Clinical trials are experiments designed and executed by researchers, called investigators, to test new drugs, therapies and devices on human participants before they are submitted for approval to the FDA or marketed and sold for use by general patient populations.
Before they are conducted with humans, they are tested with laboratory animals like mice or rats. When they seem to improve either the diagnostic process or the status of the animals' health, and are deemed to be safe for those animals, then the testing moves to humans through development of clinical trials.
If you are considering participation in a clinical trial, there are a number of steps you'll want to take to be sure you will benefit from the trial, and the clinical trial will benefit from your participation.
- Be sure to understand exactly what a clinical trial is, and how they are conducted. There are several different types of trials, and four different phases of trials in which you might participate.
- Identify a clinical trial which will benefit you, and which will benefit from your participation. (see below)
- Determine whether you are eligible to participate in the clinical trial you have identified by reading a description of the participants the investigators are looking for. Criteria for participation may be medical or social, and may include any or all of the following: age, gender, race, diagnosis, the type and stage of a disease, previous treatment history, other medical conditions (comorbidity), location or others. Any of these criteria may be used to include or exclude a participant.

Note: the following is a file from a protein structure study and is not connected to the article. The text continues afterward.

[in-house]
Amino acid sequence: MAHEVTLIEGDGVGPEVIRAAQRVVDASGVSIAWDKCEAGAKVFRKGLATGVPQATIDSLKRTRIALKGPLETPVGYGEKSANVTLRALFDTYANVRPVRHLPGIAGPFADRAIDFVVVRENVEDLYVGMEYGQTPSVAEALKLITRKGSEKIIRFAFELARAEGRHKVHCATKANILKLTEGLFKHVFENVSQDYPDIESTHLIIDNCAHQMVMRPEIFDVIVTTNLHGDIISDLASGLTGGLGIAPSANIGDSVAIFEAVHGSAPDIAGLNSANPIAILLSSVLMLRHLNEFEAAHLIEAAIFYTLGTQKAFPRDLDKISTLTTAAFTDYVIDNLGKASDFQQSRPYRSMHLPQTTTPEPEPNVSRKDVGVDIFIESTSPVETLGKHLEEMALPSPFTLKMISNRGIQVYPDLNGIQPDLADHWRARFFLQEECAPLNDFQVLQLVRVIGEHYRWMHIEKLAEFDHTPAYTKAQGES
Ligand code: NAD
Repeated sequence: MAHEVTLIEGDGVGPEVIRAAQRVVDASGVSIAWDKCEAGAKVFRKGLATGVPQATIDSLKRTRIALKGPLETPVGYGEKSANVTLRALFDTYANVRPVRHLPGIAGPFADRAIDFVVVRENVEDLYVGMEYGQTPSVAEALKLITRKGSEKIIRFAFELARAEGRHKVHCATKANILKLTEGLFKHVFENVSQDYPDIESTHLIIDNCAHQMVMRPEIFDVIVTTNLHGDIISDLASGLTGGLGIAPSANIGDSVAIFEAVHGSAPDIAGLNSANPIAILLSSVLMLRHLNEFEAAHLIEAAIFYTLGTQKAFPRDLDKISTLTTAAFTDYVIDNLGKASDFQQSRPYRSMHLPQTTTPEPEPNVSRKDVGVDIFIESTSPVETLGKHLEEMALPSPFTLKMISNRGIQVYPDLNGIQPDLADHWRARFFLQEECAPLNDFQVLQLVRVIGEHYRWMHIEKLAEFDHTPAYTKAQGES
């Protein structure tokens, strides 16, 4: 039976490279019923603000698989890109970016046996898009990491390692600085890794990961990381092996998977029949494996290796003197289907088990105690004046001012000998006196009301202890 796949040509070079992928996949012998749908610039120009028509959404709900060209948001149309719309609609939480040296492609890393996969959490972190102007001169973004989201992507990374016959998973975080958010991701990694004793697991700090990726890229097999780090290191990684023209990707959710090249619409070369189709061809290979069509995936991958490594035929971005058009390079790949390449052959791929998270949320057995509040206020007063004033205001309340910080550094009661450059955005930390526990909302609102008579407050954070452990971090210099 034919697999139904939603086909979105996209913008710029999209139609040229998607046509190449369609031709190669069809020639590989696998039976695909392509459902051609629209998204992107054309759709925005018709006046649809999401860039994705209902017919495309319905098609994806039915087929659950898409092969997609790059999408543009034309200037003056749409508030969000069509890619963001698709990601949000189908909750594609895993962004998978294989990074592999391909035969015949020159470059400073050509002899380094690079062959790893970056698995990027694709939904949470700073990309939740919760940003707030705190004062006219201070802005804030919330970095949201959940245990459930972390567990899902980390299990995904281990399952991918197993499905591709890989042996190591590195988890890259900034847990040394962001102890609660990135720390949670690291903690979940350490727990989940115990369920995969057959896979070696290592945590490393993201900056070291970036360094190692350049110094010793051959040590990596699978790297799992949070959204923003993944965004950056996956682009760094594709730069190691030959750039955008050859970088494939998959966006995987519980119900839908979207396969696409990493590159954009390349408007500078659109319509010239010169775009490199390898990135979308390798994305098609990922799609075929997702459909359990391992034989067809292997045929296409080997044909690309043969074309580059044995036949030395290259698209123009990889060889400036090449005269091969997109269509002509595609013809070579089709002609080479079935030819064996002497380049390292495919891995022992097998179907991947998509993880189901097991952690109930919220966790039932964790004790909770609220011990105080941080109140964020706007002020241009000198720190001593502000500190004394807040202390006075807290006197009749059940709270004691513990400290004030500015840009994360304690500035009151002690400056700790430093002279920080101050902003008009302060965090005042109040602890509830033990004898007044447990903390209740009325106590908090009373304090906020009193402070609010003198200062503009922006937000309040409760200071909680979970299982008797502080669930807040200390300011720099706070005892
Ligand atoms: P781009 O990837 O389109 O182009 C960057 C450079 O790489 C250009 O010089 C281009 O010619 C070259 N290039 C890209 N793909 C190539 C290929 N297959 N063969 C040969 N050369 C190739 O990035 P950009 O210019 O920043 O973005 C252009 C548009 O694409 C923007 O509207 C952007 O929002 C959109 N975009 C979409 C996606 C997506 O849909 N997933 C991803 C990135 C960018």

- Understand the risks and benefits of participation in a clinical trial, and specifically the trial in which you are interested. Not all trials result in good outcomes, but many do. There may be some good reasons for you to participate, and there may be some detriments of which you'll need to be aware.
- Meet with your trial's investigators to ask questions about your intended trial. The questions will help you weigh the risks and benefits of participation both in terms of the trial itself, and how it will affect your daily life, and your life in the long term.
From understanding possible outcomes, both positive and negative, to knowing how much it will cost, whether you'll need to be hospitalized, and how far you might have to travel, be sure you understand the answers to the questions before you give your consent to participate.
- Be informed before you give consent to participate in the trial.
Where to Find a Clinical Trial In Which You Can Participate
Clinical trials take place across the globe. The following websites can provide you with listings of current and future trials:
- From the US Government and National Institutes of Health
- From the World Health Organization
- From CenterWatch (This site includes a notification service.)
- Cancer trials from the National Cancer Institute